JOURNAL ARTICLE
REVIEW

Definition and evaluation of mucosal healing in clinical practice

Silvia Mazzuoli, Francesco W Guglielmi, Elisabetta Antonelli, Marianna Salemme, Gabrio Bassotti, Vincenzo Villanacci
Digestive and Liver Disease 2013, 45 (12): 969-77
23932331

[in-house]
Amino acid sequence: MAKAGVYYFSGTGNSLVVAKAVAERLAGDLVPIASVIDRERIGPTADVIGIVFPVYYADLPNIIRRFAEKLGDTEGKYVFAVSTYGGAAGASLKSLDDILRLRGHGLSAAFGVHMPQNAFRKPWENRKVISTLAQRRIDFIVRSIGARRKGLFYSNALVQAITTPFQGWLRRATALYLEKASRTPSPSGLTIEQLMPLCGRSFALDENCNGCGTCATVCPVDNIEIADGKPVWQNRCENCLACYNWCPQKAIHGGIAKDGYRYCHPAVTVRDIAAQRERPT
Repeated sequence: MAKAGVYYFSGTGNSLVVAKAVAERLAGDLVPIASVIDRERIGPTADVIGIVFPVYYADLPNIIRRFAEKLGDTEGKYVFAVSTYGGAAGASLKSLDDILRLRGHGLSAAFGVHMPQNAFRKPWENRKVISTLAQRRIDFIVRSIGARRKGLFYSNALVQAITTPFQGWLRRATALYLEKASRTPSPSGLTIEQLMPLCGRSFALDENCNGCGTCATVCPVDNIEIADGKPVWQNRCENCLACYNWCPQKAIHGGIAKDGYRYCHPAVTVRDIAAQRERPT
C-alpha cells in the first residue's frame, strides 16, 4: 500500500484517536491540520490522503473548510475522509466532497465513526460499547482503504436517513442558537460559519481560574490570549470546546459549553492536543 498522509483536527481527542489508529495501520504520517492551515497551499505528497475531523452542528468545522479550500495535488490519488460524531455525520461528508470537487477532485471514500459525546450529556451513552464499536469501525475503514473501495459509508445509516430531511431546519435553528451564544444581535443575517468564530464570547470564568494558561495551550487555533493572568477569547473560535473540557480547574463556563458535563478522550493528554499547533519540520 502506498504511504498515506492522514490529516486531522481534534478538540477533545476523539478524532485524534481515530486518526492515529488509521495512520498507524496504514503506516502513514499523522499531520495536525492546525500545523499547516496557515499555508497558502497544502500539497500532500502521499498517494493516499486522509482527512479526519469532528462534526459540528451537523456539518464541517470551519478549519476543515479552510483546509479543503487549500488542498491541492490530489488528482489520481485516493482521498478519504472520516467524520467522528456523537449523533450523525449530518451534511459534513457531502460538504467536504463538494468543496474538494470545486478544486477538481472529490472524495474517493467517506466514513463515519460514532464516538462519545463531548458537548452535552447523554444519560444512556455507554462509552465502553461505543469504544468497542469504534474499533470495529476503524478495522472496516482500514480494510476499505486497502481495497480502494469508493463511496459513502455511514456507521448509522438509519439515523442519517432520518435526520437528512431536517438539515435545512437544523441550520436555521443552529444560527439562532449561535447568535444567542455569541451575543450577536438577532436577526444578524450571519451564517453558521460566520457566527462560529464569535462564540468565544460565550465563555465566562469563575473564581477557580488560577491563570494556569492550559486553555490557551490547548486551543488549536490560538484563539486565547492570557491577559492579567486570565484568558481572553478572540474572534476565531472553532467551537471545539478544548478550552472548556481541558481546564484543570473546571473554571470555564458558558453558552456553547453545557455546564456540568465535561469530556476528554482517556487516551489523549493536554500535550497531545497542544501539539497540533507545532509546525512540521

Since the introduction of biological therapy, endoscopic and histological remission, i.e. mucosal healing, has become an important therapeutic goal in Crohn's Disease and Ulcerative Colitis. Mucosal healing is associated with lower rates of hospitalization and surgery, although its role in preventing progression and changing the natural history of the disease has not been clearly demonstrated. A precise definition of mucosal healing has not yet been established, although the concept used in clinical trials is the "complete absence of all inflammatory and ulcerative lesions in all segments of gut" at endoscopy. This definition does not include mucosal improvement and does not distinguish among grades of mucosal healing. In both Crohn's Disease and Ulcerative Colitis trials, several qualitative and quantitative numeric endoscopic indices have been proposed to measure and distinguish endoscopic changes. In addition, the microscopic features associated with inflammatory bowel diseases are considerably modified by the course of the disease and the treatments adopted. However, it is not yet clear whether microscopic healing should be a primary endpoint in clinical trials. In this paper we discuss endoscopic and histological findings and the limitations of the endoscopic and histological indices as a basis for a standardised diagnosis of mucosal healing.

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